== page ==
The strange era when kids could buy live monkeys through the post via comic book ads.
Back in the glory days of the comic book ad pages, it was generally a given that the product being advertised was not going to live up to the extravagant hype. X-Ray Spex did not allow you to see through girls clothing. The Atomic Submarine was made of cardboard. The Lifesize Ghost was a balloon. And, most shamefully unlike the advertised product, Sea Monkeys were just tiny brine shrimp. But now and again, the advertisers delivered exactly what they promised, and of course, these instances were always the most horrific imaginable.
A regular ad in late Sixties and early Seventies comic books offered “a darling pet monkey”, and who wouldn’t want one of those? It cost a whopping $18.95, at a time when most mail order tat was a quarter of that, so you knew you were in for something special. And for that price, you not only got a monkey who would share your lollipops, plus a cage, a collar and leash, free toy and ‘instructions’. Though no food seems to have been supplied.
The idea of live monkeys being shipped through the post to eager juveniles might seem – at the very least – foolhardy, but that is indeed what was happening. Apparently, some 173,000 squirrel monkeys were posted to sticky-fingered comic book readers between 1968 and 1972, and while live delivery was guaranteed, from that point on both monkey and the new owner were on their own, often locked in a battle for survival. Small monkeys are notably feisty little creatures, and being shipped in a box across the country is probably not the best way of calming them down. There are several tales about how excited children opened the box containing their new chum, only to find that this was going to be a difficult friendship as a blizzard of fur, teeth, claws and naked fury exploded into the room, firing bodily functions with gleeful relief as they attacked everything in their path. You can’t blame them, frankly. Suffice to say that the advert image of a cheery monkey in fancy clothes sat calmly on someone’s hand was probably where the truth in advertising element fell apart.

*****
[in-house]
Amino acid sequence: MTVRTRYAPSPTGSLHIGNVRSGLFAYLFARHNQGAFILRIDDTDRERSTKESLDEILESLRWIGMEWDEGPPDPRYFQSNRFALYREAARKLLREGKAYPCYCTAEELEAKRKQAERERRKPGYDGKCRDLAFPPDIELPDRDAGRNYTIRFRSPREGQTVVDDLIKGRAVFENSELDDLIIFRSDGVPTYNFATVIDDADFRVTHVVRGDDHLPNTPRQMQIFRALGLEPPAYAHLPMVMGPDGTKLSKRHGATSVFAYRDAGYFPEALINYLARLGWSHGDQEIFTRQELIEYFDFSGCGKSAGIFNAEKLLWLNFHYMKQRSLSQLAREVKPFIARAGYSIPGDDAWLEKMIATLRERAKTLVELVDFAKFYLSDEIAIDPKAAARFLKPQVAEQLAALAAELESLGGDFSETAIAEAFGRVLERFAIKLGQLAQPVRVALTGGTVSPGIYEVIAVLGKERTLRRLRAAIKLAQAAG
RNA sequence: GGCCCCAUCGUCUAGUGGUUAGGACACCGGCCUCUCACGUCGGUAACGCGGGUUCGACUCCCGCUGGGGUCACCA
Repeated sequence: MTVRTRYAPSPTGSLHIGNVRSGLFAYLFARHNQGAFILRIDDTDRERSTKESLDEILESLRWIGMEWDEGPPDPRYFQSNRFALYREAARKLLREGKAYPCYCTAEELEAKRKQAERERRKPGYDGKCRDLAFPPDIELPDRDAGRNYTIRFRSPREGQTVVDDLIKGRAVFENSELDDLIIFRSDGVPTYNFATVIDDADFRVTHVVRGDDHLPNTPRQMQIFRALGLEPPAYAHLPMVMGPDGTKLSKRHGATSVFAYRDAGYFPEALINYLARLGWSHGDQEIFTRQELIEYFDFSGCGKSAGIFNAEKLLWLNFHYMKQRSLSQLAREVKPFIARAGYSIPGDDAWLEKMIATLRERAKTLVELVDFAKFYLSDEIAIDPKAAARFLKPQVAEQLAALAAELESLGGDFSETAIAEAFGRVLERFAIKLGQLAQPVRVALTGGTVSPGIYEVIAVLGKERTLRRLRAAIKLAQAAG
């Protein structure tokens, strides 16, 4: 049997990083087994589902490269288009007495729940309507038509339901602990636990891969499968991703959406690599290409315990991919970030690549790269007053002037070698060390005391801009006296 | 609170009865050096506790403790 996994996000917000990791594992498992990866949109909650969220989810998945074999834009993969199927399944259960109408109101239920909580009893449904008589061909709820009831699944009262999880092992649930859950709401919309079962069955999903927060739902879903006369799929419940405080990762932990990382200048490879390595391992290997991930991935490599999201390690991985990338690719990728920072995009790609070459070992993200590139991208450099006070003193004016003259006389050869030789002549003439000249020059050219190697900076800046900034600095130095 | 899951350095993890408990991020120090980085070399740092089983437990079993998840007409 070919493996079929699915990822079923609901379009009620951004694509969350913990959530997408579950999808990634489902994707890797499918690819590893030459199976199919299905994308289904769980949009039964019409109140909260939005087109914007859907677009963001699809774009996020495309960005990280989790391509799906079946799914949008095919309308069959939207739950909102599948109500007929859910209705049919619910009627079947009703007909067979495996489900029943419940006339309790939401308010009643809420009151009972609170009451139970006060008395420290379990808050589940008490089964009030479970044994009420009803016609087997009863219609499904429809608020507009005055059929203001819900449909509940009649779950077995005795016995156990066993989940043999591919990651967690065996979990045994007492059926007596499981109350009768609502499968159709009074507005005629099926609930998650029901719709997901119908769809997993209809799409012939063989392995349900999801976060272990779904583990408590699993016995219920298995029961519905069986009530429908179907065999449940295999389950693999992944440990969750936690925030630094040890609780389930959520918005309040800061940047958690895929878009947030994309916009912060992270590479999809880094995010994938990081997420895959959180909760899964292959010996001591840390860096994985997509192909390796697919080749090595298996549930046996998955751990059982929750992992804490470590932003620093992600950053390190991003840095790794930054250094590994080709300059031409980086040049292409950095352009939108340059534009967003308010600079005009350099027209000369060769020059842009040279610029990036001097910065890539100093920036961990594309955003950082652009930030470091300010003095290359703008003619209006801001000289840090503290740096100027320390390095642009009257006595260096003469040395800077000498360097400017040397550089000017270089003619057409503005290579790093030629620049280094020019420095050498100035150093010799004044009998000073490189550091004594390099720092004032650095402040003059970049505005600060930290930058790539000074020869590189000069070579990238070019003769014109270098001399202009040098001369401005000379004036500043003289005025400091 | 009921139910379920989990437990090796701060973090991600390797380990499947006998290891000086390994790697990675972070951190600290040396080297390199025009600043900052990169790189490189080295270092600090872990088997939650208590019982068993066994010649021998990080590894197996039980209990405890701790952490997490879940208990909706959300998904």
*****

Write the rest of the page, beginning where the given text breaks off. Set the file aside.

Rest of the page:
Naturally, the arrival of an excitable monkey was often an unexpected surprise for parents, and indeed the local neighbourhood when the furious beast successfully made a bid for freedom after savaging the household. There are a couple of film-worthy stories online from people who bought monkeys – spoiler alert: it doesn’t always end well. Jeff Tuthill’s story in Comic Book Resources is dramatic, as this brief quote reveals:
“I grabbed it by its tail, and it came down on, starting literally up by my shoulder, like a drill press it landed on my arm, and every bite was breaking flesh. It was literally like an unsewing machine. It was literally unsewing my arm coming down, and I was pouring blood. I grabbed it by its neck with both my wrists, threw it back in the cage. It’s screaming like a scalded cat. I’m pouring blood. My friend’s laughing uncontrollably, and my father finally comes in the basement door and goes, ‘Jeffery! What are you doing to that rabbit?’”
This NPR story is even more dramatic: https://www.npr.org/2014/04/25/306868280/monkey-madness
Monkeys were not the only animals to be shipped through the post to eager comic book readers – seahorses, easter chicks (tastefully dyed for the occasion) and the ever-popular household pet the racoon also featured in ads, before someone finally stepped in and decided that this was probably not a very good idea.